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Castillo A.,CSIC - Institute for Sustainable Agriculture | Ramirez M.C.,CSIC - Institute for Sustainable Agriculture | Martin A.C.,CSIC - Institute for Sustainable Agriculture | Kilian A.,Diversity Arrays Technology Pty. Ltd | And 2 more authors.
BMC Plant Biology

Background: Hordeum chilense, a native South American diploid wild barley, is one of the species of the genus Hordeum with a high potential for cereal breeding purposes, given its high crossability with other members of the Triticeae tribe. Hexaploid tritordeum (×Tritordeum Ascherson et Graebner, 2n=6×=42, AABBHchHch) is the fertile amphiploid obtained after chromosome doubling of hybrids between Hordeum chilense and durum wheat. Approaches used in the improvement of this crop have included crosses with hexaploid wheat to promote D/Hch chromosome substitutions. While this approach has been successful as was the case with triticale, it has also complicated the genetic composition of the breeding materials. Until now tritordeum lines were analyzed based on molecular cytogenetic techniques and screening with a small set of DNA markers. However, the recent development of DArT markers in H. chilense offers new possibilities to screen large number of accessions more efficiently.Results: Here, we have applied DArT markers to genotype composition in forty-six accessions of hexaploid tritordeum originating from different stages of tritordeum breeding program and to H. chilense-wheat chromosome addition lines to allow their physical mapping. Diversity analyses were conducted including dendrogram construction, principal component analysis and structure inference. Euploid and substituted tritordeums were clearly discriminated independently of the method used. However, dendrogram and Structure analyses allowed the clearest discrimination among substituted tritordeums. The physically mapped markers allowed identifying these groups as substituted tritordeums carrying the following disomic substitutions (DS): DS1D (1Hch), DS2D (2Hch), DS5D (5Hch), DS6D (6Hch) and the double substitution DS2D (2Hch), DS5D (5Hch). These results were validated using chromosome specific EST and SSR markers and GISH analysis.Conclusion: In conclusion, DArT markers have proved to be very useful to detect chromosome substitutions in the tritordeum breeding program and thus they are expected to be equally useful to detect translocations both in the tritordeum breeding program and in the transference of H. chilense genetic material in wheat breeding programs. © 2013 Castillo et al.; licensee BioMed Central Ltd. Source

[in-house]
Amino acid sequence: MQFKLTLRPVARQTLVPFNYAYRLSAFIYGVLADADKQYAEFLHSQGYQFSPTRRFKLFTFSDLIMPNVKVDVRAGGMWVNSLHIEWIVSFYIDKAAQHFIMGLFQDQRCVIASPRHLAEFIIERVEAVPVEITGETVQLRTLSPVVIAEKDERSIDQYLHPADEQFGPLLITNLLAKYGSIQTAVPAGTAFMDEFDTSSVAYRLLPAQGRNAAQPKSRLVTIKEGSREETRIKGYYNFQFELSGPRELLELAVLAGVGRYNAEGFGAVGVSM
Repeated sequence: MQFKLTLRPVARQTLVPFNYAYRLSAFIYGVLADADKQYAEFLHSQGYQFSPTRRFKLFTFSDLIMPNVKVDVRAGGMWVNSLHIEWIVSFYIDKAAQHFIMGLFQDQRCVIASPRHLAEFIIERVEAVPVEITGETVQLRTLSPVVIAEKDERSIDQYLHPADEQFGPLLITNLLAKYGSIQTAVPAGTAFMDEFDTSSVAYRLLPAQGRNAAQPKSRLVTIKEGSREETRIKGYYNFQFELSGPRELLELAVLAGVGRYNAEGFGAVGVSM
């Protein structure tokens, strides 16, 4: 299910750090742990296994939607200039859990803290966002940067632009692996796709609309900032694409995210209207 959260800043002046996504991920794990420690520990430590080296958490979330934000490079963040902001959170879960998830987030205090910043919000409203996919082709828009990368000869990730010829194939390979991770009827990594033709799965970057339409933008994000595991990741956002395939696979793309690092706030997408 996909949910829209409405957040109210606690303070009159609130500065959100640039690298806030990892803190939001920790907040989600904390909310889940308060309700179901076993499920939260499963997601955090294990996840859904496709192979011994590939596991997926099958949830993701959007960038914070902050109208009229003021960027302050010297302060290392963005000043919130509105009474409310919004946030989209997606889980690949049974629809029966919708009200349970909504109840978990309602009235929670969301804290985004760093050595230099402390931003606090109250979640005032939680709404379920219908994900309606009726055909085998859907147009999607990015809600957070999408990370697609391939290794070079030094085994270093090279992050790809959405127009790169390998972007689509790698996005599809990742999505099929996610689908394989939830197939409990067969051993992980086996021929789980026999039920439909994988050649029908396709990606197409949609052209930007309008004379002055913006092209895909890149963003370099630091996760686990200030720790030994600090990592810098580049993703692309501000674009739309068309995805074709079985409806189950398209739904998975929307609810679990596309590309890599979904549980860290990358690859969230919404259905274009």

Zheng Z.,CSIRO | Zheng Z.,University of Western Australia | Zheng Z.,Hebei Academy of Agricultural and Forestry science | Kilian A.,Diversity Arrays Technology Pty. Ltd | And 3 more authors.